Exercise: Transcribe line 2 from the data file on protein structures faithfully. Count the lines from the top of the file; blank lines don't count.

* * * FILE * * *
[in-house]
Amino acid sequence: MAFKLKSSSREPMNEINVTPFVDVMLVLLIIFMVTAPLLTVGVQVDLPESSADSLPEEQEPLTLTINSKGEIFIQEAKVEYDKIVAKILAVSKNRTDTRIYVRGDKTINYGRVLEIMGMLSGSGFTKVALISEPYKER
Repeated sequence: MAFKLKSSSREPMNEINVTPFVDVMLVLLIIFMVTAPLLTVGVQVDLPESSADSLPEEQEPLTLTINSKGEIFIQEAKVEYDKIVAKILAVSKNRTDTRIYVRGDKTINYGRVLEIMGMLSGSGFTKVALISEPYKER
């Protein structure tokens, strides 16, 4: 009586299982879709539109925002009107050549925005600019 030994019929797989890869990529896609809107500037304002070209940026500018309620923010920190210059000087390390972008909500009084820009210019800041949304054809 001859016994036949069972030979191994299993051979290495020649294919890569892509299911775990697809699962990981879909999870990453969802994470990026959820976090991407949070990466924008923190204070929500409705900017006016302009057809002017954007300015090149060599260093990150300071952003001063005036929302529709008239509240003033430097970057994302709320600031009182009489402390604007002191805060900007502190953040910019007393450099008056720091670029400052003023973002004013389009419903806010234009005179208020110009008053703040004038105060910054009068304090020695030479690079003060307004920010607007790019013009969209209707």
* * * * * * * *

Amino acid sequence: MAFKLKSSSREPMNEINVTPFVDVMLVLLIIFMVTAPLLTVGVQVDLPESSADSLPEEQEPLTLTINSKGEIFIQEAKVEYDKIVAKILAVSKNRTDTRIYVRGDKTINYGRVLEIMGMLSGSGFTKVALISEPYKER